The N.C. Sustainable Energy Association (NCSEA), a nonprofit, nonpartisan advocacy organization working to shape the state’s clean and efficient energy future, will host its 8th annual Making Energy Work (MEW) conference at the Marriott Raleigh Crabtree Valley in Raleigh, N.C., on Oct. 3-4.
According to the NCSEA, nearly 500 state, regional and national clean energy providers, advocates and decision-makers will gather together to explore North Carolina’s opportunity in the global energy economy.
“This year’s Making Energy Work will be unlike any other,” says NCSEA Communications and Media Coordinator Emily Becker. “North Carolina is well-positioned with our people, assets and experience to be a leader in the energy future, but we must first identify core tenets of a vision for North Carolina’s energy economy, as well as some initial pathways for getting there.”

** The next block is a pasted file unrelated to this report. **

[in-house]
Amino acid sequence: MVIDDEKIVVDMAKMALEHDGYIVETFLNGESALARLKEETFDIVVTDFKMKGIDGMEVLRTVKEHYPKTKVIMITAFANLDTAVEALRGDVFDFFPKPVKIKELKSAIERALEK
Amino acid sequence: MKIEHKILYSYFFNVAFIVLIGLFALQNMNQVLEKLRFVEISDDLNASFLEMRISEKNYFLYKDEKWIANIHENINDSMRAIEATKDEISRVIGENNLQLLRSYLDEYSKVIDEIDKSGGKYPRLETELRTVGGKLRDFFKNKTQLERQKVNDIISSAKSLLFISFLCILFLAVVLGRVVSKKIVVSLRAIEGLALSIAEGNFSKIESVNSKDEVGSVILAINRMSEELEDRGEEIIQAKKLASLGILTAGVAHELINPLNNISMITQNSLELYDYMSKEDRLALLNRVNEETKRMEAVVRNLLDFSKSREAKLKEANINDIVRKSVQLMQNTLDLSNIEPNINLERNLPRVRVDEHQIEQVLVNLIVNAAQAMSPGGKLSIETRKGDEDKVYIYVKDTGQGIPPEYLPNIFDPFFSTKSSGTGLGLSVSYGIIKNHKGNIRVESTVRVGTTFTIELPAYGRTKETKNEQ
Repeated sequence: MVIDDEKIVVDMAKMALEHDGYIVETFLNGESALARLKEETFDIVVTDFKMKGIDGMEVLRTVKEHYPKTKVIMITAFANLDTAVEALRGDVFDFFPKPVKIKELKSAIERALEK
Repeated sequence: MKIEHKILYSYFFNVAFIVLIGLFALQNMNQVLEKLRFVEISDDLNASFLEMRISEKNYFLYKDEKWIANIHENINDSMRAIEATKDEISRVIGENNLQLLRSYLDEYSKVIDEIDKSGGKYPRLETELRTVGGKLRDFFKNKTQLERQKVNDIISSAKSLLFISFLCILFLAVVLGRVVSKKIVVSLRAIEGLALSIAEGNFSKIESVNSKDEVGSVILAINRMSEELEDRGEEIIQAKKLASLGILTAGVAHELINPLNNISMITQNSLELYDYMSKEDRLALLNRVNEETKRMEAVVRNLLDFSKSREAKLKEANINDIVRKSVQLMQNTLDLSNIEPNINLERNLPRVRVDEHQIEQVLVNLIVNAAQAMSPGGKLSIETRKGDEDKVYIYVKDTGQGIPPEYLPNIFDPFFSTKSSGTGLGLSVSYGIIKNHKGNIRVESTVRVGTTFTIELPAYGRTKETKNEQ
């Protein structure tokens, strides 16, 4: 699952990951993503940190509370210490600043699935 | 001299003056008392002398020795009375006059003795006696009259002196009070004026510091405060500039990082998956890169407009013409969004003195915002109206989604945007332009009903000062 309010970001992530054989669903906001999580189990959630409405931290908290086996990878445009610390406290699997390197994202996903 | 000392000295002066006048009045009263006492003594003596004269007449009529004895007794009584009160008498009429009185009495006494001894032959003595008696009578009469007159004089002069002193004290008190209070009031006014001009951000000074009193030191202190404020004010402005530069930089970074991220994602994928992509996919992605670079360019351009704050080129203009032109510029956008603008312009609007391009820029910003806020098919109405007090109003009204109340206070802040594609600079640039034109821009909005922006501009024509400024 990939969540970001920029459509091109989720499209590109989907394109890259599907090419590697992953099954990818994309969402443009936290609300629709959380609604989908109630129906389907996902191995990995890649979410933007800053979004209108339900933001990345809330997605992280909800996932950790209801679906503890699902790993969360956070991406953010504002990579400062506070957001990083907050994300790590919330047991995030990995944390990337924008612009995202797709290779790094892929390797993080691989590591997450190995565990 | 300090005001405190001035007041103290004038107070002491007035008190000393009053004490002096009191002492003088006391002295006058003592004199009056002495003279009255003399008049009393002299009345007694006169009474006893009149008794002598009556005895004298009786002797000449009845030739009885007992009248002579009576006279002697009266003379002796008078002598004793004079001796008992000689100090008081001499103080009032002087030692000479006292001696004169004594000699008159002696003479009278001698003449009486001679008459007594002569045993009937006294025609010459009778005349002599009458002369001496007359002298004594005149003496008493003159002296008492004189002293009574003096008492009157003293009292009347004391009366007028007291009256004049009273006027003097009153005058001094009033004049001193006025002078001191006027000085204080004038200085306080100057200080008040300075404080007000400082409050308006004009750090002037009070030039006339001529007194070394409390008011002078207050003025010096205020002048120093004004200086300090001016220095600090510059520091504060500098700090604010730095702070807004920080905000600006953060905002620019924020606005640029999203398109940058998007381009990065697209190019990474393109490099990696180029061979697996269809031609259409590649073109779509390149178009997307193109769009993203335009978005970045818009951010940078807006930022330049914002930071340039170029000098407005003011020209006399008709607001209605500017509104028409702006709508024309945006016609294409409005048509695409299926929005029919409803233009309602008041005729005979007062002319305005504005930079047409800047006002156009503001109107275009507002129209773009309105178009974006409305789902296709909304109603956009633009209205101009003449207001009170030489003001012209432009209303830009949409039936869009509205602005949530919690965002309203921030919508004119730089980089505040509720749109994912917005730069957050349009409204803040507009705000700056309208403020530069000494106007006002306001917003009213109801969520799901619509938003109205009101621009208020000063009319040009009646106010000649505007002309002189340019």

The conference will include a panel discussion that introduces three trends – capital access, policy and regulation, and workforce development – that will unmistakably impact North Carolina’s energy portfolio through 2030. Roundtable discussions will follow that investigate the way customers are shifting their behaviors because of these drivers and how businesses are responding to them.
The NCSEA states that North Carolina is currently at a critical juncture, as its energy economy is in need of an energy vision that ensures we create a reliable, affordable future powered by clean energy.
“New trends emerging in our social, political and economic landscape must be considered when crafting an energy vision that captures the needs of all North Carolinians,” comments Becker. “Making Energy Work presents a unique opportunity for clean energy stakeholders to explore the implications of these trends and work collaboratively to position North Carolina’s energy future for success.”